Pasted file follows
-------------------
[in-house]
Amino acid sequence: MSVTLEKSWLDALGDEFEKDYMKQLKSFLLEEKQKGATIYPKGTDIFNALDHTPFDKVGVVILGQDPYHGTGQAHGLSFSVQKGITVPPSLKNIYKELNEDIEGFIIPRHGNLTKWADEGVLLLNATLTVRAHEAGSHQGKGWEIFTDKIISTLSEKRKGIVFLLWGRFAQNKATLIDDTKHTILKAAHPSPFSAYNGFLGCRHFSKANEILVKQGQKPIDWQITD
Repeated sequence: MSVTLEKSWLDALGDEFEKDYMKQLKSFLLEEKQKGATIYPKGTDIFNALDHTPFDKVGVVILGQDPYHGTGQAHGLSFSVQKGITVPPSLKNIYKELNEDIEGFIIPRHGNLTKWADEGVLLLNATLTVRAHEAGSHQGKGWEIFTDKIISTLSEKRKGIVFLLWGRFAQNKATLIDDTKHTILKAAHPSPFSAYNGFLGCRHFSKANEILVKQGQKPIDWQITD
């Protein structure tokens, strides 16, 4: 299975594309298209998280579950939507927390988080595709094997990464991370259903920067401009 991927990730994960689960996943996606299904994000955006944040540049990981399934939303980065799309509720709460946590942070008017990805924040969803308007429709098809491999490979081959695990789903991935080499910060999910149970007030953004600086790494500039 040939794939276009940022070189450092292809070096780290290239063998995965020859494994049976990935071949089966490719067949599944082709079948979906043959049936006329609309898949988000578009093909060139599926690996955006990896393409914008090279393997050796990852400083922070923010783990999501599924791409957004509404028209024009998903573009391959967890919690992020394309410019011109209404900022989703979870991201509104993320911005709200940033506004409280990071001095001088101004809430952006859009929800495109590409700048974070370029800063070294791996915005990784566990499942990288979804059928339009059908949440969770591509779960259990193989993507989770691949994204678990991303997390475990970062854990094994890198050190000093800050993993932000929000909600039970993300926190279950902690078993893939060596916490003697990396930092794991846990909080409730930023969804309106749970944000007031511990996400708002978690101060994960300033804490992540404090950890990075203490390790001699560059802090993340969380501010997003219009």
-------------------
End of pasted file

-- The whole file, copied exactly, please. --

[in-house]
Amino acid sequence: MSVTLEKSWLDALGDEFEKDYMKQLKSFLLEEKQKGATIYPKGTDIFNALDHTPFDKVGVVILGQDPYHGTGQAHGLSFSVQKGITVPPSLKNIYKELNEDIEGFIIPRHGNLTKWADEGVLLLNATLTVRAHEAGSHQGKGWEIFTDKIISTLSEKRKGIVFLLWGRFAQNKATLIDDTKHTILKAAHPSPFSAYNGFLGCRHFSKANEILVKQGQKPIDWQITD
Repeated sequence: MSVTLEKSWLDALGDEFEKDYMKQLKSFLLEEKQKGATIYPKGTDIFNALDHTPFDKVGVVILGQDPYHGTGQAHGLSFSVQKGITVPPSLKNIYKELNEDIEGFIIPRHGNLTKWADEGVLLLNATLTVRAHEAGSHQGKGWEIFTDKIISTLSEKRKGIVFLLWGRFAQNKATLIDDTKHTILKAAHPSPFSAYNGFLGCRHFSKANEILVKQGQKPIDWQITD
């Protein structure tokens, strides 16, 4: 299975594309298209998280579950939507927390988080595709094997990464991370259903920067401009 991927990730994960689960996943996606299904994000955006944040540049990981399934939303980065799309509720709460946590942070008017990805924040969803308007429709098809491999490979081959695990789903991935080499910060999910149970007030953004600086790494500039 040939794939276009940022070189450092292809070096780290290239063998995965020859494994049976990935071949089966490719067949599944082709079948979906043959049936006329609309898949988000578009093909060139599926690996955006990896393409914008090279393997050796990852400083922070923010783990999501599924791409957004509404028209024009998903573009391959967890919690992020394309410019011109209404900022989703979870991201509104993320911005709200940033506004409280990071001095001088101004809430952006859009929800495109590409700048974070370029800063070294791996915005990784566990499942990288979804059928339009059908949440969770591509779960259990193989993507989770691949994204678990991303997390475990970062854990094994890198050190000093800050993993932000929000909600039970993300926190279950902690078993893939060596916490003697990396930092794991846990909080409730930023969804309106749970944000007031511990996400708002978690101060994960300033804490992540404090950890990075203490390790001699560059802090993340969380501010997003219009």